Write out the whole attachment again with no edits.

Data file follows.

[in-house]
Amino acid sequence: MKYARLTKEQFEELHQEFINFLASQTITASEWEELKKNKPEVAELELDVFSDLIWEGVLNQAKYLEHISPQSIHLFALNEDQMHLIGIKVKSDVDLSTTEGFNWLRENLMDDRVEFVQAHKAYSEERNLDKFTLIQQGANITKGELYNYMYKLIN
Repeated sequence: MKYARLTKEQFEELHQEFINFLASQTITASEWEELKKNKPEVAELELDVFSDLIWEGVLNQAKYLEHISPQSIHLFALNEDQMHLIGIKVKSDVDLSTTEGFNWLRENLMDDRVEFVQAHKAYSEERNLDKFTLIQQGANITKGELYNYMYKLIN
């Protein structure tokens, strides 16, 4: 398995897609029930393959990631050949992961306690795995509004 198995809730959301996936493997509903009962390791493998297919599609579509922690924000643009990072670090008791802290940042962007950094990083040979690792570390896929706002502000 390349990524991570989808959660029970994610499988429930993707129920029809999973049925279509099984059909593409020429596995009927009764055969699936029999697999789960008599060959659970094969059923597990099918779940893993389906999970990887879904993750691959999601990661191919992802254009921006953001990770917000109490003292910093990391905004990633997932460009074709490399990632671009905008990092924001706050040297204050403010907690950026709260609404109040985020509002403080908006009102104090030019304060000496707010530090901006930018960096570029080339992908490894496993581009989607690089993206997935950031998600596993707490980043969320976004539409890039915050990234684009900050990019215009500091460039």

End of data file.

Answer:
[in-house]
Amino acid sequence: MKYARLTKEQFEELHQEFINFLASQTITASEWEELKKNKPEVAELELDVFSDLIWEGVLNQAKYLEHISPQSIHLFALNEDQMHLIGIKVKSDVDLSTTEGFNWLRENLMDDRVEFVQAHKAYSEERNLDKFTLIQQGANITKGELYNYMYKLIN
Repeated sequence: MKYARLTKEQFEELHQEFINFLASQTITASEWEELKKNKPEVAELELDVFSDLIWEGVLNQAKYLEHISPQSIHLFALNEDQMHLIGIKVKSDVDLSTTEGFNWLRENLMDDRVEFVQAHKAYSEERNLDKFTLIQQGANITKGELYNYMYKLIN
């Protein structure tokens, strides 16, 4: 398995897609029930393959990631050949992961306690795995509004 198995809730959301996936493997509903009962390791493998297919599609579509922690924000643009990072670090008791802290940042962007950094990083040979690792570390896929706002502000 390349990524991570989808959660029970994610499988429930993707129920029809999973049925279509099984059909593409020429596995009927009764055969699936029999697999789960008599060959659970094969059923597990099918779940893993389906999970990887879904993750691959999601990661191919992802254009921006953001990770917000109490003292910093990391905004990633997932460009074709490399990632671009905008990092924001706050040297204050403010907690950026709260609404109040985020509002403080908006009102104090030019304060000496707010530090901006930018960096570029080339992908490894496993581009989607690089993206997935950031998600596993707490980043969320976004539409890039915050990234684009900050990019215009500091460039």